I had no intention of side-stepping Grace’s questions.  I tried answering her honestly, without telling her anything I don’t believe myself.  I said, “Grace, no one knows where a soul goes after you die.  No one knows, so I don’t know.  But if you like, you can imagine it goes up into the sky where all the clouds and the stars are.”

“Can I talk to her?”  She was already happily placing Keirnan up in the sky.

I paused again, but because of the many conversations I have had with my deceased mother over the years, I said, “Yes, you can talk to her.” Then I surprised myself by adding, “I am sure she will listen.”

Grace crawled into my lap.
“Yes, Grace?”
“Will you die?”
“Yes, but I hope it will happen a long time from now.  When you are all grown up.”
“What if you die now?” she asked sounding more curious than worried.

Because my mother died at a young age I never wanted to promise Grace I wouldn’t die.  And looking at her I could see she wasn’t frightened by the conversation.   I continued to be as honest with her as I could be.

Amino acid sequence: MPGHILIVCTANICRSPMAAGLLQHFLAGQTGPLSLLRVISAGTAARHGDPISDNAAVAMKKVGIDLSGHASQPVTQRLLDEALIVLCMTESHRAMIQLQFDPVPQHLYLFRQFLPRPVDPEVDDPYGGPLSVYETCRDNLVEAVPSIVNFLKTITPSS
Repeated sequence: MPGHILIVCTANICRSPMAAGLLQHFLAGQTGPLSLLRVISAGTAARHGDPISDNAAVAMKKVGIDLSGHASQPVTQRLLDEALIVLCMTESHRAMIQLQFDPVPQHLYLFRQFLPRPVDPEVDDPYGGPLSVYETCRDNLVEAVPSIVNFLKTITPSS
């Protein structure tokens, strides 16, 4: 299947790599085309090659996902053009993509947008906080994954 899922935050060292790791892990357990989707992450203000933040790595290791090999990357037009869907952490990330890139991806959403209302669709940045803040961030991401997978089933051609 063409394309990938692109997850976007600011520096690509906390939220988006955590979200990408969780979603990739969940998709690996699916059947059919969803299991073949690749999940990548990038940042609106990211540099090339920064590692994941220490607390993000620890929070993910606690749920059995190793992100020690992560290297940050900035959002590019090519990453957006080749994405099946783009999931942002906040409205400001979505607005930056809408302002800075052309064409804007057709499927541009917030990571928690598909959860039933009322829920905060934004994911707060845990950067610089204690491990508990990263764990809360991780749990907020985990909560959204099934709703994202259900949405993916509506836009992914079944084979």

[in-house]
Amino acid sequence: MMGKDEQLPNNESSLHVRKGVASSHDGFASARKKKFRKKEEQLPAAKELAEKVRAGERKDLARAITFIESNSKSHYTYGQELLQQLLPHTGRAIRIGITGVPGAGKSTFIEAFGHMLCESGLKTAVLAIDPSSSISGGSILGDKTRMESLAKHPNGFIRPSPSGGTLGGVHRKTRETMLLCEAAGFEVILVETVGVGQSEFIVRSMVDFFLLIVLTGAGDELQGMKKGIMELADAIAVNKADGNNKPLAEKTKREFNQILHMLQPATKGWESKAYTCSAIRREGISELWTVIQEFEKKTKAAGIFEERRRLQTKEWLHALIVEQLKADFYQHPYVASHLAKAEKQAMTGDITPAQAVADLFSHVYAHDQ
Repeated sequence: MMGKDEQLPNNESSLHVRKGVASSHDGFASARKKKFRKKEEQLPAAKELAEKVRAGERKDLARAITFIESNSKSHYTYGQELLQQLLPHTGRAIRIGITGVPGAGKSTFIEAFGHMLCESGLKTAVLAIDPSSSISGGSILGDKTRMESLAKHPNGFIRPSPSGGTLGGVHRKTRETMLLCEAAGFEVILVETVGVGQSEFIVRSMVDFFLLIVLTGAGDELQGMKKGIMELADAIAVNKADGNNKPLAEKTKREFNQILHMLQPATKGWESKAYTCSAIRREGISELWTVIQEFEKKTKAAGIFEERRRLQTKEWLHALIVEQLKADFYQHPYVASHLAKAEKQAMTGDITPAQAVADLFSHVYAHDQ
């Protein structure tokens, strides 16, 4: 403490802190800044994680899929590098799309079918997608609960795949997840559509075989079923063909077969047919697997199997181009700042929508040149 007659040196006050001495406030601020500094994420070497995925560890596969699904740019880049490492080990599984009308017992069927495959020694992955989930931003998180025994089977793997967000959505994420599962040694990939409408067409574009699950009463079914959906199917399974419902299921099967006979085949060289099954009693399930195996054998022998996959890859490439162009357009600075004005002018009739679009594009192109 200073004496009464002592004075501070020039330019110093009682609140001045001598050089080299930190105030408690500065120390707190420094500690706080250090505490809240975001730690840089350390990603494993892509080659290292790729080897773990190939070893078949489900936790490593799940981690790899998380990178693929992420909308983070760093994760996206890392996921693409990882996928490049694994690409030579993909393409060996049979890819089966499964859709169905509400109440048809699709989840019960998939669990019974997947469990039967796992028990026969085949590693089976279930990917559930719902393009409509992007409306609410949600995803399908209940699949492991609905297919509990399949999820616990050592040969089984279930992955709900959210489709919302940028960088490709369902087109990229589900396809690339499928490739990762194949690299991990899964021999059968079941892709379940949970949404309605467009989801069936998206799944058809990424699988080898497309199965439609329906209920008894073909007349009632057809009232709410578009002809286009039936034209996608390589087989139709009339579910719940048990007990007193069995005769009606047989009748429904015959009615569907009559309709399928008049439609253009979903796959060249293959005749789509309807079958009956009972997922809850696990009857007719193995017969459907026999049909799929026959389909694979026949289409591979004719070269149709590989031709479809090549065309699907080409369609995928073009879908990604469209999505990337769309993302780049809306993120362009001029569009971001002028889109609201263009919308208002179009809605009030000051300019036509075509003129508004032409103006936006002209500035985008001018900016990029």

“If for some reason I died, I would always be with you in your heart.”
“Well, you know how much I love you right?”
“I love you as much as you love me, and you can feel that, right?”
“Right,” she said, smiling.
“So all that love is in your heart right now.  We are connected through our hearts and we always will be.”
“But can love die?”
“No, love doesn’t die.  That’s the good thing.  Even if I die, you will always have my love in your heart.”
“I promise.”
We both found this conversation comforting and we still have it sometimes.  Not because either of us is afraid I will die.  But because it reminds us of where we are now.